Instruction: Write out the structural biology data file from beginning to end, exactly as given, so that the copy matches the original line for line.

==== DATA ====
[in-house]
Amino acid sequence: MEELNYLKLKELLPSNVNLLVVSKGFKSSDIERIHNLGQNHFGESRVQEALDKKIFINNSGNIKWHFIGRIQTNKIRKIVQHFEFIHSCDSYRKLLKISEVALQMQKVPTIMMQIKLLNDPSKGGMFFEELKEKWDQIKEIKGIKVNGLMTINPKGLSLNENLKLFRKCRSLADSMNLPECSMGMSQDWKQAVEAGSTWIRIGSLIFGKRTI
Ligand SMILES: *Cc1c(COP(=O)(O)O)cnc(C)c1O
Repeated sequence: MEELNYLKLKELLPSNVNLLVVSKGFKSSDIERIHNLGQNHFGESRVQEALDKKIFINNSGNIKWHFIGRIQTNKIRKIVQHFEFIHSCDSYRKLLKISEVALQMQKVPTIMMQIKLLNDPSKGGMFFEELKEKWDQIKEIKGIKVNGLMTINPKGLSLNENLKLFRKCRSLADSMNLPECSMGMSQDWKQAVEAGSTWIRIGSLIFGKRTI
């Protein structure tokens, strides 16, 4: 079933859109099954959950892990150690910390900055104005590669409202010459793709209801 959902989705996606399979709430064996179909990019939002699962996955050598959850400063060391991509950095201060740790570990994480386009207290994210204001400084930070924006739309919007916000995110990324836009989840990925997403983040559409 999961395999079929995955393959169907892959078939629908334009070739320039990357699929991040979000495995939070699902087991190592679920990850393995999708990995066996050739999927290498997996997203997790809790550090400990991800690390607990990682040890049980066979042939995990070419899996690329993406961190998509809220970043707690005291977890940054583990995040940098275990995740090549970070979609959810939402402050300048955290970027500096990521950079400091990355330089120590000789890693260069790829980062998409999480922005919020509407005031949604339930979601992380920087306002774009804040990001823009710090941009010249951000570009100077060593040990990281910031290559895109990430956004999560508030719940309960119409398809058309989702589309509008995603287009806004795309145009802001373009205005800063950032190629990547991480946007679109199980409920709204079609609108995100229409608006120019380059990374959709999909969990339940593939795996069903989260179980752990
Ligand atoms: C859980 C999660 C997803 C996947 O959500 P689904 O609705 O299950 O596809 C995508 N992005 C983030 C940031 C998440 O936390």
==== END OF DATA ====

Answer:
[in-house]
Amino acid sequence: MEELNYLKLKELLPSNVNLLVVSKGFKSSDIERIHNLGQNHFGESRVQEALDKKIFINNSGNIKWHFIGRIQTNKIRKIVQHFEFIHSCDSYRKLLKISEVALQMQKVPTIMMQIKLLNDPSKGGMFFEELKEKWDQIKEIKGIKVNGLMTINPKGLSLNENLKLFRKCRSLADSMNLPECSMGMSQDWKQAVEAGSTWIRIGSLIFGKRTI
Ligand SMILES: *Cc1c(COP(=O)(O)O)cnc(C)c1O
Repeated sequence: MEELNYLKLKELLPSNVNLLVVSKGFKSSDIERIHNLGQNHFGESRVQEALDKKIFINNSGNIKWHFIGRIQTNKIRKIVQHFEFIHSCDSYRKLLKISEVALQMQKVPTIMMQIKLLNDPSKGGMFFEELKEKWDQIKEIKGIKVNGLMTINPKGLSLNENLKLFRKCRSLADSMNLPECSMGMSQDWKQAVEAGSTWIRIGSLIFGKRTI
């Protein structure tokens, strides 16, 4: 079933859109099954959950892990150690910390900055104005590669409202010459793709209801 959902989705996606399979709430064996179909990019939002699962996955050598959850400063060391991509950095201060740790570990994480386009207290994210204001400084930070924006739309919007916000995110990324836009989840990925997403983040559409 999961395999079929995955393959169907892959078939629908334009070739320039990357699929991040979000495995939070699902087991190592679920990850393995999708990995066996050739999927290498997996997203997790809790550090400990991800690390607990990682040890049980066979042939995990070419899996690329993406961190998509809220970043707690005291977890940054583990995040940098275990995740090549970070979609959810939402402050300048955290970027500096990521950079400091990355330089120590000789890693260069790829980062998409999480922005919020509407005031949604339930979601992380920087306002774009804040990001823009710090941009010249951000570009100077060593040990990281910031290559895109990430956004999560508030719940309960119409398809058309989702589309509008995603287009806004795309145009802001373009205005800063950032190629990547991480946007679109199980409920709204079609609108995100229409608006120019380059990374959709999909969990339940593939795996069903989260179980752990
Ligand atoms: C859980 C999660 C997803 C996947 O959500 P689904 O609705 O299950 O596809 C995508 N992005 C983030 C940031 C998440 O936390």